“We had better not go, Mam’zelle. It is not safe out here. Men who make a noise like that would not respect us.”
“I like it.”
“That sound? But it is always the same and there is no music in it.”
“Perhaps there is more in it than music. The jacket?”
Suzanne went gingerly to fetch it. The faint cry of the African hautboy rose up above the tomtoms. The evening fete was beginning. To-night Domini felt that she must go to the distant music and learn to understand its meaning, not only for herself, but for those who made it and danced to it night after night. It stirred her imagination, and made her in love with mystery, and anxious at least to steal to the very threshold of the barbarous world. Did it stir those who had had it in their ears ever since they were naked, sunburned babies rolling in the hot sun of the Sahara? Could it seem as ordinary to them as the cold uproar of the piano-organ to the urchins of Whitechapel, or the whine of the fiddle to the peasants of Touraine where Suzanne was born? She wanted to know. Suzanne returned with the jacket. She still looked apprehensive, but she had put on her hat and fastened a sprig of red geranium in the front of her black gown. The curiosity was in the ascendant.
“We are not going quite alone, Mam’zelle?”
“No, no. Batouch will protect us.”
Suzanne breathed a furtive sigh.
The poet was in the white arcade with Hadj, who looked both wicked and deplorable, and had a shabby air, in marked contrast to Batouch’s ostentatious triumph. Domini felt quite sorry for him.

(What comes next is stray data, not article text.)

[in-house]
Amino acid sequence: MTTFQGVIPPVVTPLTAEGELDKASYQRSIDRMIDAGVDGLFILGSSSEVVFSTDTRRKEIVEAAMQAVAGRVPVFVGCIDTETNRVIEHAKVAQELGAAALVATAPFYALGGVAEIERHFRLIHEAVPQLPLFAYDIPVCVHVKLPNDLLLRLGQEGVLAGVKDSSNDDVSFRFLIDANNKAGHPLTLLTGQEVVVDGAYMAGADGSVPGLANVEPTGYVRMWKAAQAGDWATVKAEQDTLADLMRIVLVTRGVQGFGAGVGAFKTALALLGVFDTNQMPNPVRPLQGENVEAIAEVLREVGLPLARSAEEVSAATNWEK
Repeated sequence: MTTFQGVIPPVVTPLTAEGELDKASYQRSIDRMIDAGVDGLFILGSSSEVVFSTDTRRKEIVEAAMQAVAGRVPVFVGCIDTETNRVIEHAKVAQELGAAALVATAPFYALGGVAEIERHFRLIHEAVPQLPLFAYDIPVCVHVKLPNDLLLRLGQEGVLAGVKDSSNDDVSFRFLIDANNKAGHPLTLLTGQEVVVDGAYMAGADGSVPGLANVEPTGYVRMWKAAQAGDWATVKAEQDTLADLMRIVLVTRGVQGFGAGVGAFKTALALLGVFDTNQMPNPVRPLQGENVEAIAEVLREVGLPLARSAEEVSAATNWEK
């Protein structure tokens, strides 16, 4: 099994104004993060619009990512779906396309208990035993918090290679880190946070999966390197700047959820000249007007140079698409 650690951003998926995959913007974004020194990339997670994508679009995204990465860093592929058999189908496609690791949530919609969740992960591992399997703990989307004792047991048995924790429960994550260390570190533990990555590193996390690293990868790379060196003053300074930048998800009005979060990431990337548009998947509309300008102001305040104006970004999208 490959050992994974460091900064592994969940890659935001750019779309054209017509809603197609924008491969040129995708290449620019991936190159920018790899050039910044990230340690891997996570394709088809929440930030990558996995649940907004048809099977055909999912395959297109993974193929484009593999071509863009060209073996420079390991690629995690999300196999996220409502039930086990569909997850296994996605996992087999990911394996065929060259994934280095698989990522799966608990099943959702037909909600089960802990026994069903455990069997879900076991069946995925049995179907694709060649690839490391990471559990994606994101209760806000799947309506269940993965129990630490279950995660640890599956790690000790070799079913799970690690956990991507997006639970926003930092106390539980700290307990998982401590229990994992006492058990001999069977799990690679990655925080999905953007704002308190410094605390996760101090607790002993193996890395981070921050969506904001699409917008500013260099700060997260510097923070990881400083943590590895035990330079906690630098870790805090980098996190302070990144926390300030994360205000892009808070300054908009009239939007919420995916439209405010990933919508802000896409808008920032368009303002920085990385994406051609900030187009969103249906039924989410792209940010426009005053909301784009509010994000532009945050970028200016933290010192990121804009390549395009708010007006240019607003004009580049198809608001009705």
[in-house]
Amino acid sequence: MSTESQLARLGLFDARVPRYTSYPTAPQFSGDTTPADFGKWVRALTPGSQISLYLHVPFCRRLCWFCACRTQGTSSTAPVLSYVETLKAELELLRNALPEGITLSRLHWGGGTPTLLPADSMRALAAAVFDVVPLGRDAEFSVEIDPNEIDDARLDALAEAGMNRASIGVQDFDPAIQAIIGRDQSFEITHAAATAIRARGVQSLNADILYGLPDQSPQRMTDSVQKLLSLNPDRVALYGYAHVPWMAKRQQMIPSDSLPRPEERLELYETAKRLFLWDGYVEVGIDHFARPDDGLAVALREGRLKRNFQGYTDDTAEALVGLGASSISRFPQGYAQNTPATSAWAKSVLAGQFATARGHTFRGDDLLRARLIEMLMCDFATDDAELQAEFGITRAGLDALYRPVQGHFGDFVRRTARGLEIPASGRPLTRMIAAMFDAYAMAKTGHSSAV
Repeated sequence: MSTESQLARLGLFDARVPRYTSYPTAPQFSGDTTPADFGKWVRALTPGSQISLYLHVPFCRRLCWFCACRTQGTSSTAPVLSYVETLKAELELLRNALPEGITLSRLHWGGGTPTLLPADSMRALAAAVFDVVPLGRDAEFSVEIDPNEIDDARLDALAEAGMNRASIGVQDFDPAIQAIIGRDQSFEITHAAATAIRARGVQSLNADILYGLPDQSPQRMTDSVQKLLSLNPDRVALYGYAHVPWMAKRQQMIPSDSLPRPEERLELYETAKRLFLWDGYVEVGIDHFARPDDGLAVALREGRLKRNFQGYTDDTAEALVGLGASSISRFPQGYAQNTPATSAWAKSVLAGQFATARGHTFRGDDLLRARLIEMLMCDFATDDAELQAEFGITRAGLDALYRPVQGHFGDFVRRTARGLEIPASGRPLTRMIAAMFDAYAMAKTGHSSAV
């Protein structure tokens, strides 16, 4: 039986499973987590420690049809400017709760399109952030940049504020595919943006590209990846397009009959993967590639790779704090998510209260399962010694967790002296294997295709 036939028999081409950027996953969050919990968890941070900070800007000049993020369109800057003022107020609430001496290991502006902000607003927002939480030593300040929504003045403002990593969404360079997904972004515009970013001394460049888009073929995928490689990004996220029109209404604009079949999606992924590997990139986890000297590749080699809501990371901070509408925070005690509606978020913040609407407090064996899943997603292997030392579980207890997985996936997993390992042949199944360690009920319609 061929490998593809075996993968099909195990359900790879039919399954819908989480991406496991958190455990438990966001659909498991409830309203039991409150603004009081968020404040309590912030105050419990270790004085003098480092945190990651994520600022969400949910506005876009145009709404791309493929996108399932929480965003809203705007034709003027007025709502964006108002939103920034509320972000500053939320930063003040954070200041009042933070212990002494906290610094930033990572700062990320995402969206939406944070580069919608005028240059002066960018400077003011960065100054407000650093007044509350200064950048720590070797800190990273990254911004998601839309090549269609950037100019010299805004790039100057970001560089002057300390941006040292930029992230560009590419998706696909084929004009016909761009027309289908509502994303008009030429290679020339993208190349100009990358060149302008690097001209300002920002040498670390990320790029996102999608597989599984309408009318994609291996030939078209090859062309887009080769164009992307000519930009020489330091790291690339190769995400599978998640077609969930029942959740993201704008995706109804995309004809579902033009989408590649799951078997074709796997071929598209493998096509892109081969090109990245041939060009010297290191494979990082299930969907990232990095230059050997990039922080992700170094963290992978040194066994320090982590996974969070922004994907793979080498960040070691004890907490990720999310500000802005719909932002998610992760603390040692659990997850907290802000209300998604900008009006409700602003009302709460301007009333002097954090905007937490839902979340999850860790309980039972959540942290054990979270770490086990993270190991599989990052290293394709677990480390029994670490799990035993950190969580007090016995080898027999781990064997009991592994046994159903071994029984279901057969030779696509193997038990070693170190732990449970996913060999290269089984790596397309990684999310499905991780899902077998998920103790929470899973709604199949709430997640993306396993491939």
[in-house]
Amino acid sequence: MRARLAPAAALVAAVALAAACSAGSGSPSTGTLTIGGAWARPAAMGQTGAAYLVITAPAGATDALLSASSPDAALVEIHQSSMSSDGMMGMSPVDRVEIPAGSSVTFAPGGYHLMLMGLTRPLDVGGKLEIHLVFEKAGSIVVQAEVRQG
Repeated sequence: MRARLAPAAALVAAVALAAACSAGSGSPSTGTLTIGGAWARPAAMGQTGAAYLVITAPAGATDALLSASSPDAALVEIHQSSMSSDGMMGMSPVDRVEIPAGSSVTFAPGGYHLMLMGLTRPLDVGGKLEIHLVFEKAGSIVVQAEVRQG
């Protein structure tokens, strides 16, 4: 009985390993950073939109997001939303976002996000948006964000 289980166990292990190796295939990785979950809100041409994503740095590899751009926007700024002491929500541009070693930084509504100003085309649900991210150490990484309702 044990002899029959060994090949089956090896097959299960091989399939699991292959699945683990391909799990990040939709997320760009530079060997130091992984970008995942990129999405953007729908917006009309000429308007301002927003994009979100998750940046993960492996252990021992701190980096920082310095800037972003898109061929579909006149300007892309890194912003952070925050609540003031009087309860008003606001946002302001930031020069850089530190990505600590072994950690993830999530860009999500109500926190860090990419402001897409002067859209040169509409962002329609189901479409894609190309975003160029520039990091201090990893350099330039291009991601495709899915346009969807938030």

“You come with us too,” she said.
Hadj squared his shoulders and instantly looked vivacious and almost smart. But an undecided expression came into his face.
“Where is Madame going?”
“To see the village.”
Batouch shot a glance at Hadj and smiled unpleasantly.
“I will come with Madame.”
Batouch still smiled.
“We are going to the Ouled Nails,” he said significantly to Hadj.
“I—I will come.”
They set out. Suzanne looked gently at the poet’s legs and seemed comforted.
“Take great care of Mademoiselle Suzanne,” Domini said to the poet. “She is a little nervous in the dark.”
“Mademoiselle Suzanne is like the first day after the fast of Ramadan,” replied the poet, majestically. “No one would harm her were she to wander alone to Tombouctou.”
The prospect drew from Suzanne a startled gulp. Batouch placed himself tenderly at her side and they set out, Domini walking behind with Hadj.